United Nations officials in Haiti and other observers say the foreign media is sensationalizing the earthquake aftermath to boost ratings, exaggerating looting reports while underreporting the relief efforts and the millions of Haitians who've remained calm. Critics also single out "TV news personalities," such as CNN's Anderson Cooper and Dr. Sanjay Gupta, alleging that they've thrust themselves into the story, participating in rescues and caring for the injured, to ensure more exciting coverage. Is the media covering the disaster responsibly, or exploiting it?
CNN's wall-to-wall coverage is pornographic: Even though Haiti's impoverished majority have battled hunger and deprivation for decades, says journalist Marc Cooper in his blog, CNN didn't think "the daily pre-earthquake deaths" and starvation were newsworthy. Now, it is making sure the world sees that its correspondents holding the Haitian people's hands, and overhyping the chaos. This isn't journalism. It's "disaster porn."
"CNN hits pay dirt: AC to the rescue!"
A catastrophe this big deserves heavy coverage: Journalists who focus too much on violence, death, and destruction should be censured, says Hal Boedeker in The Orlando Sentinel. But the Haiti catastrophe, "one of the greatest of our time," is something the world has to see. "People are being pulled from the rubble alive after the earthquake. That’s inherently dramatic, and I’ve seen a lot of fine reporting across the board, on cable news, broadcast news, and local news."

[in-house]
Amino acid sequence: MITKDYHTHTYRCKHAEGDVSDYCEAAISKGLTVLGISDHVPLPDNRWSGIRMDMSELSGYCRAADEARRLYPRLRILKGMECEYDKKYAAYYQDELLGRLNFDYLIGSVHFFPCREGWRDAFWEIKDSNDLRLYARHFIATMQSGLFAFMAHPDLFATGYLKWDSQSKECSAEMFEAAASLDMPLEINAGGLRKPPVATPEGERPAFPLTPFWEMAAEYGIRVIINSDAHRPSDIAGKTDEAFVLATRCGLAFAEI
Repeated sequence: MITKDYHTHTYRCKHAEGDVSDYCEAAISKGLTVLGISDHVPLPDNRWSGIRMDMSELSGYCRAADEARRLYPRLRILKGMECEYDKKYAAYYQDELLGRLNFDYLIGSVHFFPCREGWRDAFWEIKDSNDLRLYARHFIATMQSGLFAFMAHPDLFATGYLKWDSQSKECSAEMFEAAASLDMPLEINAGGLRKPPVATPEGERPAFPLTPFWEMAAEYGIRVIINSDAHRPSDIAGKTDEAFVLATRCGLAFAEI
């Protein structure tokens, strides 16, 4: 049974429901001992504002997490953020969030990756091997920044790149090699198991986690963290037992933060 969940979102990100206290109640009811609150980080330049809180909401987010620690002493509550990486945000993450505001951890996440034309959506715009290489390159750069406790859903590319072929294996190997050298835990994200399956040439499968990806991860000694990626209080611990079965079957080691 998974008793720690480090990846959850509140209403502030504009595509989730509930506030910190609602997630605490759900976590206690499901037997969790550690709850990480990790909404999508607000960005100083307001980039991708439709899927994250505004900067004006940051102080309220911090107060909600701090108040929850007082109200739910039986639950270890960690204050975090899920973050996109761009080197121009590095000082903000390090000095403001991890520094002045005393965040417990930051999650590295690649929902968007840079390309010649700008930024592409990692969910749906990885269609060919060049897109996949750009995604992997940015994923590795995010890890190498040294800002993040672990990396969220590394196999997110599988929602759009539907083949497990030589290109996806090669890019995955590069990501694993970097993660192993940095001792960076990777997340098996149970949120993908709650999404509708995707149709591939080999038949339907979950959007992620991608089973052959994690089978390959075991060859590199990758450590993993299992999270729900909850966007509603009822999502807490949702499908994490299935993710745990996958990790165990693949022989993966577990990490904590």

"Too much Haiti coverage? Listen to Shepard Smith"
The looting coverage is definitely over-the-top: Is it really considered "looting" when you're doing "what you must to feed your family when your nation is in ruins?" says Jerry Lanson in True/Slant. From what I understand, most Haitians "have been remarkably restrained, helping their neighbors, desperately trying to move concrete with their hands as corpses lie in the streets." Yet looting is the big story.
"It’s more than semantics"
The coverage has been riveting, and in some cases life-saving: Reporters, "at times visibly shaken," have done more than point out piles of corpses, says Joanne Ostrow in The Denver Post. They’ve identified spots where aid was bottlenecked. And poignant "star turns" by the likes of Anderson Cooper and Sanjay Cooper have revealed them "as humans first, journalists second, a signal to viewers around the world of just how overwhelming the damage is."
"Haiti disaster overwhelming on TV"
SEE MORE OF THE WEEK'S HAITI COVERAGE:
• Haiti: Is the U.S. doing enough?
• Is Wyclef's Haiti charity a scam?
• Haiti disaster: The essential facts
• Pat Robertson's 'hateful' Haiti remarks
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